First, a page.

This didn't happen silently. Colleen's complaints echoed off the tiles, resonating in the full expanse of the high ceiling room.

But all things, as they say, must pass. She was ultimately able to break free, bouncing up to arrange herself into a decent state, her cheeks flaming as she raked her fingers through her disheveled red hair, as a prelude to kicking my ribs and storming off to the living room to retrieve her purse.

I sat up, took a deep breath and flinched as Colleen stalked back out and hit me in the head with her purse, swinging it from the long black strap. It felt as if it were filled full of nails and marbles and buckshot. It knocked me flat. She jerked the front door open, digging it into my kidney, and she was gone.

I sat up. The engine to her car roared like a grizzly bear at the curb; her tires screamed like a puma. I rubbed the bruise on my side where she'd kicked me, and looked up the stairs to see Monica standing on the landing, gazing down at me with a look of drunken incomprehension. Thoughtlessly, I raised my hand and gave her a little finger wiggle of a wave, as the hiss of labored breathing drew my attention in the direction of the doorway to the living room, where Mom stood. Her expression – from the morphine – also contained no hint of understanding. I got up and led her to her recliner. She followed along like a lamb. When I went to take care of Monica, I found her in bed, back in alcohol's leaden embrace, snoring almost as loudly as Colleen had screamed.


Monica and Mom took off for Barstow in the morning. I stayed home and kept an eye on the new lawn guy I'd hired to take care of my yard. I had a bankroll now, and I'd be damned if I was going to broil myself to death out under a blazing sun.

The lawn guy's name was Emilio. He stood about five foot two. His level of English competency told me he'd only been here a few months; and he had a crumple-fender truck and a weed whacker and a lawn mower that looked like it had about a hundred and forty thousand miles on it; but he worked cheap, and I sat in the shade of the garage with a good book and glanced up occasionally to make sure he did his job.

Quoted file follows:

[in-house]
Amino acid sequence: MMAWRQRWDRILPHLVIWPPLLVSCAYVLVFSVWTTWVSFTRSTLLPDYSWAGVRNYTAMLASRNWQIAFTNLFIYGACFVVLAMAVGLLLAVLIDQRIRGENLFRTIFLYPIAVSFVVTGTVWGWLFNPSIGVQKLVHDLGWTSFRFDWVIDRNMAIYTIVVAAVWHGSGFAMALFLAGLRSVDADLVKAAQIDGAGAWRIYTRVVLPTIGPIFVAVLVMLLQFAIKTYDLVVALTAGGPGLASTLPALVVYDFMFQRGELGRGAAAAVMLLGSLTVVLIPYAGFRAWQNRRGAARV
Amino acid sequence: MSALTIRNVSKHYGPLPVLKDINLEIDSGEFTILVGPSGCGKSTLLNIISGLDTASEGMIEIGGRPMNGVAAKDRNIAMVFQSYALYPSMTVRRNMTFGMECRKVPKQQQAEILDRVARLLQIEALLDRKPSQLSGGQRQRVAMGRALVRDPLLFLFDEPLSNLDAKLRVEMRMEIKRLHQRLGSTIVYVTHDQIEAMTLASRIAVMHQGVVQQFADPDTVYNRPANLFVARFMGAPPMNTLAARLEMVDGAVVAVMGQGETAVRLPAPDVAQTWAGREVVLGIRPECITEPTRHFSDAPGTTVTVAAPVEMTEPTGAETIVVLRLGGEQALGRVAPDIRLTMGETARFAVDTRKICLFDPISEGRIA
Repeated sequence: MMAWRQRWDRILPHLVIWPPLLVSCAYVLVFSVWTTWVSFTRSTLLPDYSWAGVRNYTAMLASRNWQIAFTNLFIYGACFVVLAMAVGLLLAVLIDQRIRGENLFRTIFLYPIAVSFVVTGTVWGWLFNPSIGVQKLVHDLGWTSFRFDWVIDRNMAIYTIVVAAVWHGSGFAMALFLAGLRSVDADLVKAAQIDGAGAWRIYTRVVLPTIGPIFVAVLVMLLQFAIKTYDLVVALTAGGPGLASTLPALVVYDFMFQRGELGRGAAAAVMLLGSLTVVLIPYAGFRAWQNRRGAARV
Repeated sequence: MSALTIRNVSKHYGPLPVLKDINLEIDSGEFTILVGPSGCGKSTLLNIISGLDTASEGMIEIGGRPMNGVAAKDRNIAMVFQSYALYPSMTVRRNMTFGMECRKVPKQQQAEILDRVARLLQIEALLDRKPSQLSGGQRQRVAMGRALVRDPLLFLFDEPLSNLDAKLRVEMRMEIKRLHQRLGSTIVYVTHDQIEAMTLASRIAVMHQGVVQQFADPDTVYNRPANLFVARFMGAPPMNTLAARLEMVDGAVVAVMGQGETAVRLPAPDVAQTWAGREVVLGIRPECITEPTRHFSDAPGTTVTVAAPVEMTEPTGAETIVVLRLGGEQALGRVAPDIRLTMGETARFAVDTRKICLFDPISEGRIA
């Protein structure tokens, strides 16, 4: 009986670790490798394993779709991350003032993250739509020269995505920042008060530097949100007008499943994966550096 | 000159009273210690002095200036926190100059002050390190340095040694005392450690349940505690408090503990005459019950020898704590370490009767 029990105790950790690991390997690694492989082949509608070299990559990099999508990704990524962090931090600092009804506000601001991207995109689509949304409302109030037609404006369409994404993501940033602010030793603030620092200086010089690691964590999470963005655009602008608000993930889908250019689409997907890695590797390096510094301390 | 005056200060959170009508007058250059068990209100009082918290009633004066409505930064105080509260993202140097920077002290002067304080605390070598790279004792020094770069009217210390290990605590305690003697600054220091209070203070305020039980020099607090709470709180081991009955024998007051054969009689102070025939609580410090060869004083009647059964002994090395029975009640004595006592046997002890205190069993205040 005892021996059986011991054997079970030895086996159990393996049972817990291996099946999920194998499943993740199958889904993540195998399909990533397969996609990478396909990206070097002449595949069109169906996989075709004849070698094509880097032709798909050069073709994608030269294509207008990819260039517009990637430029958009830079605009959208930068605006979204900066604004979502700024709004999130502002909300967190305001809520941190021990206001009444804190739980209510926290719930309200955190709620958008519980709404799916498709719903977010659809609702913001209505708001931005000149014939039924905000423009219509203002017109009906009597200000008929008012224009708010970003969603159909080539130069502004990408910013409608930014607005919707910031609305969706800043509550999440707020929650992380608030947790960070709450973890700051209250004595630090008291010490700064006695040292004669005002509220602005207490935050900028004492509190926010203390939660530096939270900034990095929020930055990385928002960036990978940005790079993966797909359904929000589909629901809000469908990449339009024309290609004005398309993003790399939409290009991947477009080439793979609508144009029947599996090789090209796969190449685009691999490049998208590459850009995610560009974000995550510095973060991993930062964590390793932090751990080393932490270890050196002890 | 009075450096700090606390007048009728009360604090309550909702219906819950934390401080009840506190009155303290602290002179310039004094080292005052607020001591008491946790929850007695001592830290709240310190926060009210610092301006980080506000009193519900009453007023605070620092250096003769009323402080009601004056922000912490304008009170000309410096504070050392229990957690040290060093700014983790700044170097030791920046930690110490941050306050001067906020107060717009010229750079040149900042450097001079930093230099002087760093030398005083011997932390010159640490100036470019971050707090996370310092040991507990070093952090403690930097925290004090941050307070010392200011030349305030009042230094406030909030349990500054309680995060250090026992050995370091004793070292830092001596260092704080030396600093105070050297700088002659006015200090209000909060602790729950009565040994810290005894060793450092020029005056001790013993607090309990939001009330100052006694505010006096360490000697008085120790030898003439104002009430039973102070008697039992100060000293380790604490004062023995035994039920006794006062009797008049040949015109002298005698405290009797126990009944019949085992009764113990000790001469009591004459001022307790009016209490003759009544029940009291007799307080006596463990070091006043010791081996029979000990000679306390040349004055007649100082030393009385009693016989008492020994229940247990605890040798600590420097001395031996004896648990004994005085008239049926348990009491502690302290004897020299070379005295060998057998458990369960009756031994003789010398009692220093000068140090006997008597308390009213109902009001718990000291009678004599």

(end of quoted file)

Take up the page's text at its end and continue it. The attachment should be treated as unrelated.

I'd just stood up to freshen my drink when Emilio ran over a sprinkler head down by the curb, inciting a geyser. Rainbows arced as I abandoned my lawn chair and iced tea to go turn off the system at the main valve. As the mist settled, and Emilio took off his baseball cap to scratch his head, I wished, fervently, that I had Joe back on the lawn maintenance job.

That day and the next were heaven: sports on television, beer, nachos for dinner, doughnuts for lunch. But on the day of the delivery I got a call:

"Roger," said the familiar voice in my ear. "We got us a little problemo."

I was sitting in my lawn chair in the garage again, gazing out the open door at the sprinkler Emilio had installed as it watered a hundred and eighty degree arc of the street and sidewalk instead of my lawn.

"What do mean, Joe," I answered. "You got the body or what?"

"I got the body."

He was to deliver it to me today, and we'd slide into the back of the SUV, and I'd roll it out to the desert.